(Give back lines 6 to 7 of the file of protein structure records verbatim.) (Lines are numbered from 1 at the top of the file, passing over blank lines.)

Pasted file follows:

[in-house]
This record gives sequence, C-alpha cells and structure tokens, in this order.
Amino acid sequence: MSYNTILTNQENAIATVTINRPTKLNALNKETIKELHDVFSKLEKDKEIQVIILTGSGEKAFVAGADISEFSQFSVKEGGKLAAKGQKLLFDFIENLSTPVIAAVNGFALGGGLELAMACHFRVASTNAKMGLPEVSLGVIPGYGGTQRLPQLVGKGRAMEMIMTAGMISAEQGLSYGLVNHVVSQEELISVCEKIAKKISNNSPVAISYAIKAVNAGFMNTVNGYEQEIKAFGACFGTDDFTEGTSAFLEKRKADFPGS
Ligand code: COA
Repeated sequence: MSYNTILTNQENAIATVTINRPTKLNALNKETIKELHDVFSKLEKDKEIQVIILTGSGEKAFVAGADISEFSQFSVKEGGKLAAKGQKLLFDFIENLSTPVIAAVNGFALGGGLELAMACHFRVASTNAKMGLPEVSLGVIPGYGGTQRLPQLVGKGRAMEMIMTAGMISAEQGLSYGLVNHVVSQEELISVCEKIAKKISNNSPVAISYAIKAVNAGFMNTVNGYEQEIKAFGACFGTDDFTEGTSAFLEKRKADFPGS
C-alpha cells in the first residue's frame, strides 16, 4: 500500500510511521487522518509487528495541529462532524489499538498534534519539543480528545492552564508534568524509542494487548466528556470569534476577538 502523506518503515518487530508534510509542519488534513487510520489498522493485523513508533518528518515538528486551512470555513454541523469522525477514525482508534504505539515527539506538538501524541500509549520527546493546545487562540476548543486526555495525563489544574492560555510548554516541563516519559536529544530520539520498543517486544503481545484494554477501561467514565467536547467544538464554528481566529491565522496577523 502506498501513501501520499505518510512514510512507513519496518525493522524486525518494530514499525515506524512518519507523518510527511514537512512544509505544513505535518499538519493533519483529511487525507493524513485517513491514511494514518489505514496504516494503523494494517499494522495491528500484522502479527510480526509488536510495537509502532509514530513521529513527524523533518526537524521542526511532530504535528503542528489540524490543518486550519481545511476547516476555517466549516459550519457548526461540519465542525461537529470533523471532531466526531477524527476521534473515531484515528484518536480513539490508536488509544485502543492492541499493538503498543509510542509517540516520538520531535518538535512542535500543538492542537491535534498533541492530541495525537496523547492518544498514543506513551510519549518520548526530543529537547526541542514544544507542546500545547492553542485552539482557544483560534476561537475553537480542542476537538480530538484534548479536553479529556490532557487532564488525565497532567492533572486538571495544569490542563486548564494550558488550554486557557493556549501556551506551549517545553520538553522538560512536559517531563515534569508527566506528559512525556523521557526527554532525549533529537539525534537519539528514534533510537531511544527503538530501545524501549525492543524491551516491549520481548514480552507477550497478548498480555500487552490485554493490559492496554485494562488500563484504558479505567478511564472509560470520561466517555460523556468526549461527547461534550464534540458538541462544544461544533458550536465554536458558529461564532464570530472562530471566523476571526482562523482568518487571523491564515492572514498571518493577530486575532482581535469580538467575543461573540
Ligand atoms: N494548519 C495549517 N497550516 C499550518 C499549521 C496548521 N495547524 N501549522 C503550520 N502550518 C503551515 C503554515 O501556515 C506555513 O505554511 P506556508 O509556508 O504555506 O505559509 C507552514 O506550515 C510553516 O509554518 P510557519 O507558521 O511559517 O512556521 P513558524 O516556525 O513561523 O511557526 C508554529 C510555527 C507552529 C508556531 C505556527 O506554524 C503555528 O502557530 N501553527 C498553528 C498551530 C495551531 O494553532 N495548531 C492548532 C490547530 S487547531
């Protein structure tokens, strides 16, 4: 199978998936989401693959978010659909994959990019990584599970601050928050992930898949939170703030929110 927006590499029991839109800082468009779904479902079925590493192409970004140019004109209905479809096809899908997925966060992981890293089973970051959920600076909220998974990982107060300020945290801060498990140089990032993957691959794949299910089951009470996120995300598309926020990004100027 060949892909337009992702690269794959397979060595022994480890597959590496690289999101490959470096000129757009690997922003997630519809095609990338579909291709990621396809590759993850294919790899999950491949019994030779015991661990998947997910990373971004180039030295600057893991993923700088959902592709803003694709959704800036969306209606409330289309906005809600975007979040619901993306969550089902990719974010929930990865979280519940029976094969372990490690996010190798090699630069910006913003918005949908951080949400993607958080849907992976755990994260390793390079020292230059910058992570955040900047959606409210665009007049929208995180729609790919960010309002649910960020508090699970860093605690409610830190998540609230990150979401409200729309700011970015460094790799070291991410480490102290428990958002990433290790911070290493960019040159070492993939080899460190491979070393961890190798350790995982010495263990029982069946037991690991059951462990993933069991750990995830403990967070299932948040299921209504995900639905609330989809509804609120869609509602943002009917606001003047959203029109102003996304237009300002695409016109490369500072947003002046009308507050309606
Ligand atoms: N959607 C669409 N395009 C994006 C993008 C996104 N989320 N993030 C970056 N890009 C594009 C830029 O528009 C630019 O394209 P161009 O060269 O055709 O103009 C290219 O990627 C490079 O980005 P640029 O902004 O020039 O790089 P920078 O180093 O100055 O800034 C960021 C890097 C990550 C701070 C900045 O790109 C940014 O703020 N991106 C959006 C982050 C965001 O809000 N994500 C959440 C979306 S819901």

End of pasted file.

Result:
C-alpha cells in the first residue's frame, strides 16, 4: 500500500510511521487522518509487528495541529462532524489499538498534534519539543480528545492552564508534568524509542494487548466528556470569534476577538 502523506518503515518487530508534510509542519488534513487510520489498522493485523513508533518528518515538528486551512470555513454541523469522525477514525482508534504505539515527539506538538501524541500509549520527546493546545487562540476548543486526555495525563489544574492560555510548554516541563516519559536529544530520539520498543517486544503481545484494554477501561467514565467536547467544538464554528481566529491565522496577523 502506498501513501501520499505518510512514510512507513519496518525493522524486525518494530514499525515506524512518519507523518510527511514537512512544509505544513505535518499538519493533519483529511487525507493524513485517513491514511494514518489505514496504516494503523494494517499494522495491528500484522502479527510480526509488536510495537509502532509514530513521529513527524523533518526537524521542526511532530504535528503542528489540524490543518486550519481545511476547516476555517466549516459550519457548526461540519465542525461537529470533523471532531466526531477524527476521534473515531484515528484518536480513539490508536488509544485502543492492541499493538503498543509510542509517540516520538520531535518538535512542535500543538492542537491535534498533541492530541495525537496523547492518544498514543506513551510519549518520548526530543529537547526541542514544544507542546500545547492553542485552539482557544483560534476561537475553537480542542476537538480530538484534548479536553479529556490532557487532564488525565497532567492533572486538571495544569490542563486548564494550558488550554486557557493556549501556551506551549517545553520538553522538560512536559517531563515534569508527566506528559512525556523521557526527554532525549533529537539525534537519539528514534533510537531511544527503538530501545524501549525492543524491551516491549520481548514480552507477550497478548498480555500487552490485554493490559492496554485494562488500563484504558479505567478511564472509560470520561466517555460523556468526549461527547461534550464534540458538541462544544461544533458550536465554536458558529461564532464570530472562530471566523476571526482562523482568518487571523491564515492572514498571518493577530486575532482581535469580538467575543461573540
Ligand atoms: N494548519 C495549517 N497550516 C499550518 C499549521 C496548521 N495547524 N501549522 C503550520 N502550518 C503551515 C503554515 O501556515 C506555513 O505554511 P506556508 O509556508 O504555506 O505559509 C507552514 O506550515 C510553516 O509554518 P510557519 O507558521 O511559517 O512556521 P513558524 O516556525 O513561523 O511557526 C508554529 C510555527 C507552529 C508556531 C505556527 O506554524 C503555528 O502557530 N501553527 C498553528 C498551530 C495551531 O494553532 N495548531 C492548532 C490547530 S487547531